But as she angles to keep Toran on her side, their relationship heats up. Neither expected to ever find love, yet the intensity between them builds — until Lord Camari’s men find Farah and drag her back to him for punishment. Can Toran rescue her, and is there any way for these unlikely lovers can forge a lasting relationship?

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When You Can’t Remember Names.

I spent more than thirty-five years of my life as a teacher. The first four years were in elementary school where I taught French. Each fall, I had to memorize the names of my students and do it quickly. Young children don’t respond well, to “Hey, you in the blue shirt, turn around.”

The next thirty-one years were spent teaching in a high school setting where we had semesters. So now, each September and each February, I had to memorize almost a hundred names within a week. While it was true there were always kids I knew from the previous year or semester, the fact was that there were generally more new kids than known ones. But it wasn’t only the kids’ names that I needed to remember; it was new custodial staff, new cafeteria workers, new educational assistants, new secretaries, and new teachers. Is it any wonder that I find it hard to recall names now?

This was me thirty years ago. I was 43. Most of my students were under 18. Today, I’m older, but some say I haven’t changed much. The hair may be a different color, the face a little more wrinkled and perhaps a little fuller, but the smile’s the same. Not too many of those thousands of students I taught can say the same. We’ve all aged, but I was an adult when they met me. They weren’t, so having a big, burly, bald-headed man come up to me and say, “Hi, Mrs. Matthews, remember me?” Are you kidding?

The truth is that my mind was a complete blank. I smiled and said, “You look familiar,” but in reality, I hadn’t a clue. Very graciously, he named himself, and the glimmer of familiarity danced around my mind. The truth is that the only kids I remember well were the angels and the helions. Sad, I know, because there were a lot of really nice kids in the middle, too.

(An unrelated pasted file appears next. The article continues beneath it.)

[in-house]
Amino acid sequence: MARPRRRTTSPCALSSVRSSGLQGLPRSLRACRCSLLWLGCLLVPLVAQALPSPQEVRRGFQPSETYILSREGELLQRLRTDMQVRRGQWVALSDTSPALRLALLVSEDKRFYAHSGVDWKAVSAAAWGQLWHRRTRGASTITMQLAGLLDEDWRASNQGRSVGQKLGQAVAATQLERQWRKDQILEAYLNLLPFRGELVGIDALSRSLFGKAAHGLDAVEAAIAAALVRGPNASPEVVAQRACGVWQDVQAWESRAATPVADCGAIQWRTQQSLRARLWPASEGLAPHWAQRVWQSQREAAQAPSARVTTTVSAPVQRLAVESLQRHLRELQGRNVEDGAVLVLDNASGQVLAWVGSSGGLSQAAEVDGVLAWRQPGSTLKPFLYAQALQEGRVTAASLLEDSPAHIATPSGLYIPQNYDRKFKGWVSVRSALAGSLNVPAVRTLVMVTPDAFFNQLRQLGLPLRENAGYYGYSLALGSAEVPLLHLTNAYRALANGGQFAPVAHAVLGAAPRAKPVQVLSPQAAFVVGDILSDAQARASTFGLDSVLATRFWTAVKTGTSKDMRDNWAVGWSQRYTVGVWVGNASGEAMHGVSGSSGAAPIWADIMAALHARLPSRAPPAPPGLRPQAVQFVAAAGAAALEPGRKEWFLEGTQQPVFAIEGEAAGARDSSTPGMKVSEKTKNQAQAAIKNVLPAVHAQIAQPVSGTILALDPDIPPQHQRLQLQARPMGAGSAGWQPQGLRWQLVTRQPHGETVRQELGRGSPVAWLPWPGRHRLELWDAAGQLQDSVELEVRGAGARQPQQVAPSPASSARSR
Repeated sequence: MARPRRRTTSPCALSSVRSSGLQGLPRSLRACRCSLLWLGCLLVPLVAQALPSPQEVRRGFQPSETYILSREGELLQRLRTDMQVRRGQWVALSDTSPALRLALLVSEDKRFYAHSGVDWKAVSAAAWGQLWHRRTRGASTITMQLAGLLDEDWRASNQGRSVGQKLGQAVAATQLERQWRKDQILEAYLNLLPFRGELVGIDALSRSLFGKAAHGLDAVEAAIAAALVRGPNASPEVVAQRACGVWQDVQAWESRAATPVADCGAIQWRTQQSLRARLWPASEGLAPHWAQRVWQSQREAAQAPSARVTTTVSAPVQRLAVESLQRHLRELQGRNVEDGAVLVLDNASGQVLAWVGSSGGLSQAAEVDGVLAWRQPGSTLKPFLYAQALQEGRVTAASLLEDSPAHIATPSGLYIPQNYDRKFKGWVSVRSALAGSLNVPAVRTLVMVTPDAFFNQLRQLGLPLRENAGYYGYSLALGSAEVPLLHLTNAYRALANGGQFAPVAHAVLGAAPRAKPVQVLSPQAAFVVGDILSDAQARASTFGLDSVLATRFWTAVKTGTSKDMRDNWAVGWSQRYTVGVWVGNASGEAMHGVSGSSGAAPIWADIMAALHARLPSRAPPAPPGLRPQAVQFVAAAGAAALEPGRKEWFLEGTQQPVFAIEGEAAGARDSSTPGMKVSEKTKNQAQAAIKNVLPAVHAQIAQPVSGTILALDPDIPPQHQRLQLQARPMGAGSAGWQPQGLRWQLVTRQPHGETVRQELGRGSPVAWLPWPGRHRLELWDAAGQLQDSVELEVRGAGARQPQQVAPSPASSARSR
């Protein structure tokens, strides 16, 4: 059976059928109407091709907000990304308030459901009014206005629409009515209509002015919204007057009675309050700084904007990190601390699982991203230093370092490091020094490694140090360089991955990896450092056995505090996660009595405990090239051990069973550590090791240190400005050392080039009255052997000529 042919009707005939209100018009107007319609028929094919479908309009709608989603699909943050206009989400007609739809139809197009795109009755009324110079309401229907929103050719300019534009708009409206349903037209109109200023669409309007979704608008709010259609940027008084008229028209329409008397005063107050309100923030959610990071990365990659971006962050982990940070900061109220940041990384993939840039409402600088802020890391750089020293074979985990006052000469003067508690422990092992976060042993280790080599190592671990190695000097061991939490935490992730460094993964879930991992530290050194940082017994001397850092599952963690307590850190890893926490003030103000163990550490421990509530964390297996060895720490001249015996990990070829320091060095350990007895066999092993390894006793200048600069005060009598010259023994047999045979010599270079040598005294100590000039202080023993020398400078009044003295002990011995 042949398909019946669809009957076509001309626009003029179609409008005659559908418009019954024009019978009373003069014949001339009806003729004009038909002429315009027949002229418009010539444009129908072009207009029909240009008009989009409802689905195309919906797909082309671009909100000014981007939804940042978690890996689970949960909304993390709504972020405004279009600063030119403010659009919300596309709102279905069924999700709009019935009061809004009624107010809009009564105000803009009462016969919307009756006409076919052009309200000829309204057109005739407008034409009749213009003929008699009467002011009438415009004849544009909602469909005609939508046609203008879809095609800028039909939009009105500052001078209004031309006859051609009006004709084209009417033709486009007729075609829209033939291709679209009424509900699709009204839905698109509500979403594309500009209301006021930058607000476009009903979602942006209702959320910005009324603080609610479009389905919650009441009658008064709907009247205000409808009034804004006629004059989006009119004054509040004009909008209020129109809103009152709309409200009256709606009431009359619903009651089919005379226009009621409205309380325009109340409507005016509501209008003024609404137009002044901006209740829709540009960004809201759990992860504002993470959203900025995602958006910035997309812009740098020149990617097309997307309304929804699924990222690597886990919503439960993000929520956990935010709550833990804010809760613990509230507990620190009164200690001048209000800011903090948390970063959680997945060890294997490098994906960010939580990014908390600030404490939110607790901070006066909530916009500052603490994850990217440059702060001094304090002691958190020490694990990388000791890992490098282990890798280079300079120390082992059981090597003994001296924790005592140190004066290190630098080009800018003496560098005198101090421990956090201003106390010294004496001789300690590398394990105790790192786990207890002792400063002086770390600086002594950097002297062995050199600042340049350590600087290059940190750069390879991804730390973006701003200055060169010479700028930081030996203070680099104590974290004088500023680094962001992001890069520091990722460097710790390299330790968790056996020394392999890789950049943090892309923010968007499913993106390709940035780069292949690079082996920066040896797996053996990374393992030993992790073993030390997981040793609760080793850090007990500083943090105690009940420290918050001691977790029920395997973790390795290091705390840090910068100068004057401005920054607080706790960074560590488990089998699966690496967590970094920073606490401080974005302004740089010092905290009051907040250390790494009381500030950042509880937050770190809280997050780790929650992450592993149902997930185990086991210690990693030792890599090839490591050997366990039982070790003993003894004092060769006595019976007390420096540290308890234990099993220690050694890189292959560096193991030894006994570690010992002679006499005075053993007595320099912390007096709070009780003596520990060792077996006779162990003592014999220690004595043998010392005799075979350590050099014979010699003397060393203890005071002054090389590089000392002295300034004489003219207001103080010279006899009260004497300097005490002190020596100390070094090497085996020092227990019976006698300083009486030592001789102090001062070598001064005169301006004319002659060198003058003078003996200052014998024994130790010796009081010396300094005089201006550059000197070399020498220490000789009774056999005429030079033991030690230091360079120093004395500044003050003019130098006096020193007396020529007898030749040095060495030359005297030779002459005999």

But students aren’t the only ones whose names escape me. It also affects friends from my past, be it elementary, secondary, or university years. The boy I crushed on back then, the one with the shoulder-length blond hair, is now heavyset and bald. The football star is a stooped old man who walks with a cane, and the girl who spent hours sunbathing without any skin protection has a face that resembles wrinkled shoe leather.

But, of course, I exaggerate. Many people have aged well and have taken care of themselves. Those are usually easy to recognize, since like me, they haven’t changed all that much, but what happens when I know the person but can’t put a name to the face? I’m embarrassed to admit it. We’ve all been there, and we all have our coping mechanisms, but sadly they don’t always work. If I’m lucky, they’ll walk away, and I’ll be left struggling to recall who the hell they were without them knowing the truth, but sometimes I have to admit defeat and admit that I’ve forgotten their name.

But forgetting names isn’t only a thing of the past. Lately, it seems the moment I meet someone new, I forget the name they’ve given me. I’ve tried the psuch tricks like rpeating the name, using it in conversation, and associating it with time and place, but the truth is, it vanishes and the next time I see them, I ‘ll remeber them, but not their damn names.

So, like it or not, I have begun to say things like, “Hi, how are you? I’m so sorry, but my mind is like a sieve, and I simply can’t recall names these days.” Is it upsetting? A little, but it’s a whole lot easier than pretending I know the name and then using the wrong one. That is humiliating for both of us.

So, how about you? Do you remember names? Do you have a trick to share for doing so? If you do, please share. We can all use a little help remembering.

We’ll chat again next month and Happy Valentine’s Day!

New year, new books. Why not pick up the latest boxed set from the ABB?